The eaves of a pitched roof, for example, are one option. The staircase case can be built with drawers as well. And if there are newly exposed cavities around your home, you can transform them into storage units too.
Another option would be to custom-design the bed to allow for under-bed storage. You can also build it high, so the platform is packed with storage units underneath. Since you need to build stairs to access the bed, each thread can also serve as a drawer.
Depending on the architectural design of the bed, you can even add a closet or built-in wardrobe next to the storage staircase.
Regardless of which option you choose to add space to your home, there are certain factors you must consider. By knowing these beforehand, you will be able to make decisions more efficiently before starting on the project. In addition, you will be spared from having to spend more just because there were factors that you failed to consider.
Mezzanine floors may be often portrayed as open and somewhat visible from downstairs, but this doesn’t always have to be the case. It can be built completely covered on all sides.
In the event that some windows are covered in the process, adding skylights will resolve concerns over access to natural lighting. Most skylights can be added without the need for planning permission.
Ventilation in both the mezzanine floor and the rest of the house must be considered as well. An architect can provide recommendations on where to add ventilation.
When adding a mezzanine floor, there should be enough headspace for you to stand up straight. 4.4 meters is the minimum, but you can always go higher than this, depending on your height and the height of your property.
For homes with a pitched roof, the central part can have enough headspace even when the sides are lower.
How do you plan to illuminate both the enclosed space and the elevated room? If your property originally had floor-to-ceiling walls or windows, access to natural light won’t be a problem.
If this is not the case, the addition of skylights is one solution. This is especially true if adding dormer windows is not possible. Most states don’t require building permissions for skylights but it pays to be well informed.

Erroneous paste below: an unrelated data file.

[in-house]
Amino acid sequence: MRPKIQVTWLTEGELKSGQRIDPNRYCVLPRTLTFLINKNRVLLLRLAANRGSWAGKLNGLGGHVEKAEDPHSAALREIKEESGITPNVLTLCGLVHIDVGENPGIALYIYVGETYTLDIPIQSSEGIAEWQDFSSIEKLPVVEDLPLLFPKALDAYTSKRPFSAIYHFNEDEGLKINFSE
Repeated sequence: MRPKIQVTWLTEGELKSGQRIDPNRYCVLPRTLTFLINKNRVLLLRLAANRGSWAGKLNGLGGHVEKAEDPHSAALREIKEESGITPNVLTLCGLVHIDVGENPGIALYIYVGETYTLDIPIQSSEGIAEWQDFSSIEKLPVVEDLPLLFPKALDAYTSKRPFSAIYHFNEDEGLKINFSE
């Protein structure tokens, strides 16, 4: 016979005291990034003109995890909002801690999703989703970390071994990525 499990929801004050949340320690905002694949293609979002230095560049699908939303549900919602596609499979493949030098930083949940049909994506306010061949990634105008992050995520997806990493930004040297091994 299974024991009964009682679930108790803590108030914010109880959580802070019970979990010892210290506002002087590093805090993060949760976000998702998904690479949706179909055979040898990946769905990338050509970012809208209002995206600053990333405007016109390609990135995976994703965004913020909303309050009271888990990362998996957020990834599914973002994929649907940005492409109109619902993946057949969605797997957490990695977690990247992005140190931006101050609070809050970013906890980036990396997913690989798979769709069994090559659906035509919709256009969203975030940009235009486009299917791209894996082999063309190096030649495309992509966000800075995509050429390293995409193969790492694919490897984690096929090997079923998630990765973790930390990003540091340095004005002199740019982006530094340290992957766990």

Mezzanine floor access can be as functional as it is decorative. You can make it visually interesting with the right architectural details. Go for something bold with a spiral or floating staircase. Go practical with a storage staircase.
Have both with a parrot staircase where you step up with opposite feet. This design idea is perfect for a flat or a home with limited floor space and will add more storage space when each thread is built as drawers.
Even when building regulations do not require it, have a fire escape compliant window added to the mezzanine space. Whether it’s used as a bedroom or office, fire safety should be a priority. Follow the same safety measures that are used for a loft conversion.
Mezzanines must be single-spaced with no subdivisions. Storage and wardrobes may be added but not walls.
Loft Conversion or Mezzanine Floor
The choice will depend on several factors. Ask yourself the following questions to make the right choice.
- Can you afford to build up and out?
- Do you have room to build up and out?
- Are you okay with complying with planning permissions and building requirements?
- Do you live in a listed or protected building?
- Are you okay with a major disruption due to extensive construction work?
- Do you really need an additional room or just storage space?
- Can you afford to hire an architect, a structural engineer, or both?
- Do you want to add more value to your property?
If you answered yes to the last question, mezzanine extensions are a better option. Creating a split-level room offers the best returns on your investment.
Considerations when making a choice…
Armed with the information above, it is up to you to decide on a loft conversion or a mezzanine level. With the help of a reliable architect, you will be given the best advice on what type of space to add. They will also help in ensuring that factors that matter and what it means to you to take the planning permission-free route of adding more space are taken into account.
Once you’ve made a decision, make sure to work with a reliable architectural and structural company only as they can help you achieve your goals, regardless of how complex or unique they are. They will also be able to guide you on the costing, materials, and other essentials in building the mezzanine, loft, or any other home conversion that will best fit your needs and circumstances.
In case you have any architectural, structural, HVAC, and MEP design including fire sprinkler design requirements, or need a home renovation design, feel free to contact us. We provide you with the full permit set design + T24 for your request.